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Oeuvre: Demme: Cousin Bobby

Oeuvre: Demme: Cousin Bobby

Coming off his first bona fide hit with Silence of the Lambs, Demme’s choice to follow it up with his smallest, most intimate work to date signals on which side he stands.

While historically located in the center of many lives, churches and their clergy are often disinclined to move beyond advisory and charitable functions, demonstrating a conservatism that’s often at odds with the fulfillment of those very roles. This mainly manifests as a refusal to wade into the prickly morass of political affairs, with some feeling that faith-based organizations have no place taking specific stands at all. Others, however, see churches as potential spearheads for conducting outreach and fomenting positive social change, an essential element of their efforts to serve the neighborhoods in which they operate. The American film industry, meanwhile, has traditionally maintained a similar wariness, possessing a huge potential for pushing progressive ideals, one which the profit-minded entities funding much mainstream work are often loath to engage with, ever fearful of alienating potential audience members.

Coming off his first bona fide hit with Silence of the Lambs, Jonathan Demme’s choice to follow it up with his smallest, most intimate work to date signals on which side he stands. The same goes for his cousin Robert Castle, an Episcopal minister known for clashing with church higher-ups, his devotion to social causes always placed above his career ambitions. Cousin Bobby finds the two relatives reconnecting, after having fallen out of touch as children 30-odd years earlier. As portrayed here, the two men reach an immediate understanding on a shared platform of values and conduct, both evincing a soft-toned, good-natured humanism that belies the ferocity of their devotion.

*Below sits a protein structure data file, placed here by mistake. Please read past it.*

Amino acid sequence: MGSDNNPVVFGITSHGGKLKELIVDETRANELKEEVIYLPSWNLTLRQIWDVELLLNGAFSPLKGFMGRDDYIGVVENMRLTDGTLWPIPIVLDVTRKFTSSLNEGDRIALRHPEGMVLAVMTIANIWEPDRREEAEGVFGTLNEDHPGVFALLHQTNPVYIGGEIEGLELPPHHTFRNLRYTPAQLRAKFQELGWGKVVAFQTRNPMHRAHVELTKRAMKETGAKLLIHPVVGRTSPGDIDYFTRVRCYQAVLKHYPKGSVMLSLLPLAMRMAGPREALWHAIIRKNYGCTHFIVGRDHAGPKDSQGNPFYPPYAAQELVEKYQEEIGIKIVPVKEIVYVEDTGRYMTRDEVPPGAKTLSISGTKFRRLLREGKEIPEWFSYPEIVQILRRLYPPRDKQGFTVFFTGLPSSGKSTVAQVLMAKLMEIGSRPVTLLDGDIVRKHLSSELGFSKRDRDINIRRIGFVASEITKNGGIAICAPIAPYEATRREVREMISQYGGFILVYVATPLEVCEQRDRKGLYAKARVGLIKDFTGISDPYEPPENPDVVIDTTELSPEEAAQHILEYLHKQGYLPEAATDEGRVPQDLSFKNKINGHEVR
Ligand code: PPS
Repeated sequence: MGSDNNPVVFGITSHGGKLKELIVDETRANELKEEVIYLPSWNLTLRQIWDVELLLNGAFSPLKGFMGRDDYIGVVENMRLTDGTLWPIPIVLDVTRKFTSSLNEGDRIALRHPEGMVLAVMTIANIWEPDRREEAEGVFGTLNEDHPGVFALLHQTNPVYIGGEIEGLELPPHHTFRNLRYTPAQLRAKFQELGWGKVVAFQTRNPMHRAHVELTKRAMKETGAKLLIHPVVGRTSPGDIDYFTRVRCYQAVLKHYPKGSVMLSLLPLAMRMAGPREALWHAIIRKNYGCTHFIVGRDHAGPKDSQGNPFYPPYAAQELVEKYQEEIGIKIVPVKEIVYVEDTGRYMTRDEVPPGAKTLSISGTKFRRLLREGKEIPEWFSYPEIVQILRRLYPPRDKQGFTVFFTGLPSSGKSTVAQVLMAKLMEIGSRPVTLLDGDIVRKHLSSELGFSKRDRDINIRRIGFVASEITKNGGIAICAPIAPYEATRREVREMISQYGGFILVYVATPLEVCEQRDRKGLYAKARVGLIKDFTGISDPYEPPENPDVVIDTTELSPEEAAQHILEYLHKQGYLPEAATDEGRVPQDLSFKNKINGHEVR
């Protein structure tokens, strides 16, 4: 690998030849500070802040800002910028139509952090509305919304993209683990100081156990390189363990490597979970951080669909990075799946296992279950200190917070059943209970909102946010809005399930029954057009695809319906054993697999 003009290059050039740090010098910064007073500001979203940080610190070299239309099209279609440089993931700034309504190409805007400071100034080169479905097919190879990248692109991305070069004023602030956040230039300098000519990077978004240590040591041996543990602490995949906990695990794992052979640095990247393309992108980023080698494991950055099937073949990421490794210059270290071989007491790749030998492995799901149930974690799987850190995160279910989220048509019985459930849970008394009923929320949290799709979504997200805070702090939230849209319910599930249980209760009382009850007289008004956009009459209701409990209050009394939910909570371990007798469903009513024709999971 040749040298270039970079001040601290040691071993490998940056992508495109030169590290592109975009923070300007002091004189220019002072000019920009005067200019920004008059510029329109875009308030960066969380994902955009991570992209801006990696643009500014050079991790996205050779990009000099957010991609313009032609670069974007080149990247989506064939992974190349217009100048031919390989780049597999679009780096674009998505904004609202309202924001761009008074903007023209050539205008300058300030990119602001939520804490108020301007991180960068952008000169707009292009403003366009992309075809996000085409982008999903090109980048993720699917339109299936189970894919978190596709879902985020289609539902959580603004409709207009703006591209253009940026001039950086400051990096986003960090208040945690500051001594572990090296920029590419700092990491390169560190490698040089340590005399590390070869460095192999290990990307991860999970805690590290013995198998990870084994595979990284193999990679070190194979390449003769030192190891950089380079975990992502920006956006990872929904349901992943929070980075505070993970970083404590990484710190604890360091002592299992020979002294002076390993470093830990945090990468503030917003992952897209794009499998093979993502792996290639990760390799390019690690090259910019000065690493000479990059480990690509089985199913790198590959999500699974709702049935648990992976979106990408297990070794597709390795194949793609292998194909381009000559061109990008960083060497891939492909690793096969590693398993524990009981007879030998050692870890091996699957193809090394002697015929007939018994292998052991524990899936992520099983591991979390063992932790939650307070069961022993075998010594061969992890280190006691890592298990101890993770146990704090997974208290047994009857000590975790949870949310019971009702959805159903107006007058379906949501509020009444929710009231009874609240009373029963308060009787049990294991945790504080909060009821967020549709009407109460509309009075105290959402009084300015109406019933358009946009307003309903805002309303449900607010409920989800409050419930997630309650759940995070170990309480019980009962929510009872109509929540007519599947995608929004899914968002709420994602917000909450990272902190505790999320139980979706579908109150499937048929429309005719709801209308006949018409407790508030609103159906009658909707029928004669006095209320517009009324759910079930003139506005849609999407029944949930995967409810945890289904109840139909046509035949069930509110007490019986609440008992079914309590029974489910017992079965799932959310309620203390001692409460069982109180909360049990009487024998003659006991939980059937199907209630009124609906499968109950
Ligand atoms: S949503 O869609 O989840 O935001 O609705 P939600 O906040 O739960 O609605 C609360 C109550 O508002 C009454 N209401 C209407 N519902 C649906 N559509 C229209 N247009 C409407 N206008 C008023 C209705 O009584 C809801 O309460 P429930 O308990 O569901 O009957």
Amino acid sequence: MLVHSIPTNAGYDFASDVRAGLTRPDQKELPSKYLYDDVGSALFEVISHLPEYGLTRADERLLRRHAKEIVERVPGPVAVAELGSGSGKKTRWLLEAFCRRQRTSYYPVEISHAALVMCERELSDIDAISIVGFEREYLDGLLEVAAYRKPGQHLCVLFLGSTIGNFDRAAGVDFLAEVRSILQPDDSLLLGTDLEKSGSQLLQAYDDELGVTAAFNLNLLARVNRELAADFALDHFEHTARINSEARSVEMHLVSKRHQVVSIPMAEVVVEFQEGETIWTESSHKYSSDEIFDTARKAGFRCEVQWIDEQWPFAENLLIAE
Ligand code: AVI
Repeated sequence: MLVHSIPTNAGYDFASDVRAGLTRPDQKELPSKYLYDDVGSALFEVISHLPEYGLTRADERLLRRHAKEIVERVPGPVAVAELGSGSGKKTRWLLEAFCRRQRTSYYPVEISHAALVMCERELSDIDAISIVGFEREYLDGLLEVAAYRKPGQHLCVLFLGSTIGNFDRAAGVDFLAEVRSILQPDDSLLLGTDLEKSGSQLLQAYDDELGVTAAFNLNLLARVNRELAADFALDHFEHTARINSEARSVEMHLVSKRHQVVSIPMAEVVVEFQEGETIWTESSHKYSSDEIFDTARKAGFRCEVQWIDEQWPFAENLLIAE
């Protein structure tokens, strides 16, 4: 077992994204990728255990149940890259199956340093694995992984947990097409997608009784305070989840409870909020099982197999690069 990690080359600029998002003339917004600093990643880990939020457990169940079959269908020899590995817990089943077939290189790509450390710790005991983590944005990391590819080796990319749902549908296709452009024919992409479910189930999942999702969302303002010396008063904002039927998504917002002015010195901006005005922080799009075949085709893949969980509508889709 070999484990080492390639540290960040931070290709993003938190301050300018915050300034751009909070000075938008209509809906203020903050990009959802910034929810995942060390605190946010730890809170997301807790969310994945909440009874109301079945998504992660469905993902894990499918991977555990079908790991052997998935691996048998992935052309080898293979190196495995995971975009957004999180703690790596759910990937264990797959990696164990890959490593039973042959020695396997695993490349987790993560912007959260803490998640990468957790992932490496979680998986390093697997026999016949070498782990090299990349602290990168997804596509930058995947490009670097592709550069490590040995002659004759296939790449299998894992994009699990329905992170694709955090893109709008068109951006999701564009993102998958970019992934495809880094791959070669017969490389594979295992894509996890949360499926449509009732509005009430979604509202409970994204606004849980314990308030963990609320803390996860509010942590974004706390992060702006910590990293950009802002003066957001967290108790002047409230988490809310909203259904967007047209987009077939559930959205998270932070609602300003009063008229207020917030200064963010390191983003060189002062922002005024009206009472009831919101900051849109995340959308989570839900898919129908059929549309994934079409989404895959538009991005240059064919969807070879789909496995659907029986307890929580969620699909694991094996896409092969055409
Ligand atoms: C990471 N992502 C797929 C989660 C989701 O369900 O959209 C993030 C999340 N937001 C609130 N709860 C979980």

Telling his story himself, Castle lays out how a morally sturdy upbringing led him to a life of religious study, then further into social causes during his time at divinity school. Gradually radicalized in the turbulent ‘60s, he was eventually removed from the Newark diocese in which he worked due to affiliations with The Black Panthers and SDS that were considered unsavory by some. After spending years in rural Vermont, Castle was eventually summoned in the late ‘80s back to Harlem, an area pinned between the lingering effects of the crack epidemic and the gradual onset of gentrification.

His work here covered a variety of causes, serving as the voice crying out in the wilderness to the more staid, wealthy environment of the church’s main cathedral, located only 15 blocks south but an entire world away. His foils included the local police station, a running, news-making conflict with which drew Demme’s attention back to Castle. Instead of directly documenting that struggle, the director approaches the subject from a sidelong angle, aiming for a Les Blank-style docu-portrait that prizes the lyrical, abstract qualities of its subject over a concrete, figurative presentation.

This means that Castle is presented as an advocate for an underserved community, not a savior, and that scenes with him are largely focused on smaller work, petitioning Christmas Eve parishioners at the big cathedral downtown or patching a pothole on the street in front of his own church. This is literal ground-level activism, representative of the non-flashy fundamentals of routine service, filling in gaps that larger governmental structures can’t be bothered to fix themselves. In documenting such small moments and their effects, Demme builds up a sense of quiet power from a slim collection of everyday scenes, imagining family and community history as a means of charting how morality develops through extended, interconnected units.

This is achieved through old photos and archival footage, the happy family moments contrasted with scenes of simmering social unrest. In one painful scene, we hear of the tragic death of his teenaged son, see Castle silently weigh the burden of his own relationship to the event, then hear of the fate of the boy’s beloved dog, fatally struck by a car mere days later. This is presented by the family as a parable of God’s will working in mysterious but coherent fashion; the film fashions it as yet another locus of painful but insistent connection between people striving to forge stronger bonds around the void left by trauma, the same sort of linkage which connects this small, unassuming movie to contemporary events, on which it unfortunately still has many potential lessons to impart. In the last of these touches, Demme includes baby pictures of each of his collaborators over the end credits, a final reminder that each life begins as a fragile confluence at the branch end of a vast family tree, of how much implicit value that premise contains, and how much more room we all have to grow.

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